• Simon S. says:

        Well, this is mainly because Lviv and Galicia never were under Russian rule before WWII, so the Russian myth according to which Ukrainians actually are Russians misled by history could never really be imposed there.

        • Harald Forkbeard says:

          Galicians were never an independent country. They were part of Austria-Hungary and Poland for centuries.

          Soviet Union gained this territory only in 1939, and in reality after 1945.

          So please, spare us the propaganda.

  • David Conway says:

    Not to be credited unless we see the original.

  • ValentinaLisitsa says:

    Here is Facebook page of Lviv Opera . The appeal letter is pinned to the top.
    My Facebook post is a “re-share” with my translation added ( FB proprietary Bing Translator does a very bad job with Ukrainian ) – it leads to the same original post .

    • Christy says:

      I suppose you’d rather the country just welcome in the 90,000 Russian soldiers amassed on their border and allow the Russian army inside their borders to continue killing Ukrainians? And before you start complaining about Russians being killed, if they weren’t inside the Ukrainian borders, they wouldn’t be dead.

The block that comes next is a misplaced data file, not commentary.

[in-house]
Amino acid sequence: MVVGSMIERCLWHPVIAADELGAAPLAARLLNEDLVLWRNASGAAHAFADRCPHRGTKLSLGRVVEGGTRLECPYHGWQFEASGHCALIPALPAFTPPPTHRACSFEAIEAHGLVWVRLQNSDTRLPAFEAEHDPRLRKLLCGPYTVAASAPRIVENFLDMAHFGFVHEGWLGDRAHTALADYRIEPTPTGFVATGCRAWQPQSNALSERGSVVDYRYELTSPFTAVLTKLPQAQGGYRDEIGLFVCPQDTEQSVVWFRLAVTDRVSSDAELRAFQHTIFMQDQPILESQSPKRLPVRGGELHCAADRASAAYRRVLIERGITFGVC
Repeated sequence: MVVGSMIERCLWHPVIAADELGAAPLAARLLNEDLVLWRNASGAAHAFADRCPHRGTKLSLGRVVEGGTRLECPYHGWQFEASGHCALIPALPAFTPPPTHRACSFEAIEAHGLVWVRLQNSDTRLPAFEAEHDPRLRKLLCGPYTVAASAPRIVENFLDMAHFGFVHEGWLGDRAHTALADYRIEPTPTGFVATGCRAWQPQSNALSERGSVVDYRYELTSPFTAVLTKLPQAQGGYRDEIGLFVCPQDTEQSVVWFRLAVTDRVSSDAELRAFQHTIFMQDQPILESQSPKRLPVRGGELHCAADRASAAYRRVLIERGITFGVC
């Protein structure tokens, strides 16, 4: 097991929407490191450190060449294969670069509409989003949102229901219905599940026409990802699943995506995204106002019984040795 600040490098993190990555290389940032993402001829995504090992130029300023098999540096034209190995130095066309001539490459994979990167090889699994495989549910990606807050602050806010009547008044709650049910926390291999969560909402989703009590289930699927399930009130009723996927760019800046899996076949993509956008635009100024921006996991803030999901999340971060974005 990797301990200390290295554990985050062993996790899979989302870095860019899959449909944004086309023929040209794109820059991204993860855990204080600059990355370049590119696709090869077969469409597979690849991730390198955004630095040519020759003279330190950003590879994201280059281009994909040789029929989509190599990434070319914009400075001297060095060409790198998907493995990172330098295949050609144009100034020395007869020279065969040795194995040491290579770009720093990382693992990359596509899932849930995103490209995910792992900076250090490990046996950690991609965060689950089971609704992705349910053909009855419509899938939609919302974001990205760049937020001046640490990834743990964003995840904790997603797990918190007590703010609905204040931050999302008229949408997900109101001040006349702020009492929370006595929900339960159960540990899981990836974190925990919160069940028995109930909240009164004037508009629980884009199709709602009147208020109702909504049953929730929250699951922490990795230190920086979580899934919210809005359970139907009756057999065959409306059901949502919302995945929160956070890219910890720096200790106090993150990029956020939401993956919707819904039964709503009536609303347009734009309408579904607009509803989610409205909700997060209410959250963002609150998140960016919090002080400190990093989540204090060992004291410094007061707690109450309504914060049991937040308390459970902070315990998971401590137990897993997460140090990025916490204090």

Every single country in the world would mobilize if it was facing what Ukraine has endured for a year. In fact, the US would be bombing the other country that invaded. You think they wouldn’t? Give me a break. Ukraine and Russia are at war, simple as that.

      • Olaugh Turchev says:

        I thought that according to Lyssenko himself, they were already there? Tepid nationalism won’t be tolerated Christy…

  • Christy says:

    No mention of the Russian special forces confirmed to be captured who are fighting under false labels pretending to be Ukrainians? Ah, shocking.

    Amazing that the Russian army loses hundreds of soldiers (Confirmed within Russia by the oldest NGO “Soldier’s Mothers,” whose head was arrested after releasing this information) and still can’t manage to take and hold control against an unfunded, rag-tag Ukrainian “army.” Seems to be the Ukrainians are doing incredibly well. And please, Ms. Lisitsa – go fight. Then come back and tell us what you find.

    • V. Lisitsa says:

      How lovely of you, Christy, to suggest that I should “go fight” – when I am trying to save people who do not want to fight.
      What’s even more interesting that your comments echo the “top” comments from so-called “patriots”, mostly abroad , who rebuke artists of Lviv Opera for “lack of patriotism” and tell them to “go fight”.